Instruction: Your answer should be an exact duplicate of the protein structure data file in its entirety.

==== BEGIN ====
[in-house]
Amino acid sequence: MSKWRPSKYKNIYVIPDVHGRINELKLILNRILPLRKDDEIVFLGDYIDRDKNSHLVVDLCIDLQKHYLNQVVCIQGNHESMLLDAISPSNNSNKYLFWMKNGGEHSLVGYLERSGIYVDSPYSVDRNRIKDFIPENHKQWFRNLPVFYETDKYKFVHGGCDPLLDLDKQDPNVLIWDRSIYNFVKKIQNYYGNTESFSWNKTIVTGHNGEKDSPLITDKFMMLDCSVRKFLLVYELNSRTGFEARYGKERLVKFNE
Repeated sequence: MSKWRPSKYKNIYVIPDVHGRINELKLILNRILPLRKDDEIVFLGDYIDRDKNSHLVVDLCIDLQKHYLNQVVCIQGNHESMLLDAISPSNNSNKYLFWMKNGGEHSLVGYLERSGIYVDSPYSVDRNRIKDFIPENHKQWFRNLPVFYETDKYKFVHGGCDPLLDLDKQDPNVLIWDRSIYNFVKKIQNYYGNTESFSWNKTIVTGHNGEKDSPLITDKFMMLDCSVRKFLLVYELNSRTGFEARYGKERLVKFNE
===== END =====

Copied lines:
[in-house]
Amino acid sequence: MSKWRPSKYKNIYVIPDVHGRINELKLILNRILPLRKDDEIVFLGDYIDRDKNSHLVVDLCIDLQKHYLNQVVCIQGNHESMLLDAISPSNNSNKYLFWMKNGGEHSLVGYLERSGIYVDSPYSVDRNRIKDFIPENHKQWFRNLPVFYETDKYKFVHGGCDPLLDLDKQDPNVLIWDRSIYNFVKKIQNYYGNTESFSWNKTIVTGHNGEKDSPLITDKFMMLDCSVRKFLLVYELNSRTGFEARYGKERLVKFNE
Repeated sequence: MSKWRPSKYKNIYVIPDVHGRINELKLILNRILPLRKDDEIVFLGDYIDRDKNSHLVVDLCIDLQKHYLNQVVCIQGNHESMLLDAISPSNNSNKYLFWMKNGGEHSLVGYLERSGIYVDSPYSVDRNRIKDFIPENHKQWFRNLPVFYETDKYKFVHGGCDPLLDLDKQDPNVLIWDRSIYNFVKKIQNYYGNTESFSWNKTIVTGHNGEKDSPLITDKFMMLDCSVRKFLLVYELNSRTGFEARYGKERLVKFNE